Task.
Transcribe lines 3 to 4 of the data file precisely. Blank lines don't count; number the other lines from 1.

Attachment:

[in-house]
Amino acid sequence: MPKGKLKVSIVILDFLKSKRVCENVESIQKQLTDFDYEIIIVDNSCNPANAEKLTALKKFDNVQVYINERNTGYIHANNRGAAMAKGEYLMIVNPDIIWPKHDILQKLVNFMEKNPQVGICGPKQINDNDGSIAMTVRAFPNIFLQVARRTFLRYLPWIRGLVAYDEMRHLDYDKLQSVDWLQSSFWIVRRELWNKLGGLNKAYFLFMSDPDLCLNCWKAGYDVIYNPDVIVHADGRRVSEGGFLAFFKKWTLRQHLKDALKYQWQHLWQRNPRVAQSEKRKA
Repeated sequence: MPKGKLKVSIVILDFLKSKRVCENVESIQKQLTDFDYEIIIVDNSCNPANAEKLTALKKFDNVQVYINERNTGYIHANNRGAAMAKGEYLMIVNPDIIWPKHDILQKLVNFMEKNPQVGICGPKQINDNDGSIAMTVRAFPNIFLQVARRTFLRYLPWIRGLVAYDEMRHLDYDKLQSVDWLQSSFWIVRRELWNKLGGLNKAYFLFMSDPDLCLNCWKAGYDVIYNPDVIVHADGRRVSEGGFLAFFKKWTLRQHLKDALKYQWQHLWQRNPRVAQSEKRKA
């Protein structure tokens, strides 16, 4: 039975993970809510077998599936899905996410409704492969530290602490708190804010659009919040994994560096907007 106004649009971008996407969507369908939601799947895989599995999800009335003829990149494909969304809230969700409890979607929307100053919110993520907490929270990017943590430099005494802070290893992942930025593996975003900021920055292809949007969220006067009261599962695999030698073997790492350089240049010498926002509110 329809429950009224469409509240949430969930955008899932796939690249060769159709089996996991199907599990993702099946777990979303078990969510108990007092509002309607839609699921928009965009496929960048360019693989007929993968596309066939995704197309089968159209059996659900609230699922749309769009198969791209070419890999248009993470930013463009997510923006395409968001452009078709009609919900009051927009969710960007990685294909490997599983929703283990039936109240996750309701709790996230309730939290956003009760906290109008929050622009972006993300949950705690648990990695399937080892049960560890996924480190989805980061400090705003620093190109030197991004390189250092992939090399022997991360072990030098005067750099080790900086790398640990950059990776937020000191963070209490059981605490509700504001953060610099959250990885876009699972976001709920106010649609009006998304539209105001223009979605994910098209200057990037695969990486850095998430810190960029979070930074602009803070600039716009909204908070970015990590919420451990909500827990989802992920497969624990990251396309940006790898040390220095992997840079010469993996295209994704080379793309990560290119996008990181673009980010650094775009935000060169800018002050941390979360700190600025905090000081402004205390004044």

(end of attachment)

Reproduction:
Repeated sequence: MPKGKLKVSIVILDFLKSKRVCENVESIQKQLTDFDYEIIIVDNSCNPANAEKLTALKKFDNVQVYINERNTGYIHANNRGAAMAKGEYLMIVNPDIIWPKHDILQKLVNFMEKNPQVGICGPKQINDNDGSIAMTVRAFPNIFLQVARRTFLRYLPWIRGLVAYDEMRHLDYDKLQSVDWLQSSFWIVRRELWNKLGGLNKAYFLFMSDPDLCLNCWKAGYDVIYNPDVIVHADGRRVSEGGFLAFFKKWTLRQHLKDALKYQWQHLWQRNPRVAQSEKRKA
């Protein structure tokens, strides 16, 4: 039975993970809510077998599936899905996410409704492969530290602490708190804010659009919040994994560096907007 106004649009971008996407969507369908939601799947895989599995999800009335003829990149494909969304809230969700409890979607929307100053919110993520907490929270990017943590430099005494802070290893992942930025593996975003900021920055292809949007969220006067009261599962695999030698073997790492350089240049010498926002509110 329809429950009224469409509240949430969930955008899932796939690249060769159709089996996991199907599990993702099946777990979303078990969510108990007092509002309607839609699921928009965009496929960048360019693989007929993968596309066939995704197309089968159209059996659900609230699922749309769009198969791209070419890999248009993470930013463009997510923006395409968001452009078709009609919900009051927009969710960007990685294909490997599983929703283990039936109240996750309701709790996230309730939290956003009760906290109008929050622009972006993300949950705690648990990695399937080892049960560890996924480190989805980061400090705003620093190109030197991004390189250092992939090399022997991360072990030098005067750099080790900086790398640990950059990776937020000191963070209490059981605490509700504001953060610099959250990885876009699972976001709920106010649609009006998304539209105001223009979605994910098209200057990037695969990486850095998430810190960029979070930074602009803070600039716009909204908070970015990590919420451990909500827990989802992920497969624990990251396309940006790898040390220095992997840079010469993996295209994704080379793309990560290119996008990181673009980010650094775009935000060169800018002050941390979360700190600025905090000081402004205390004044």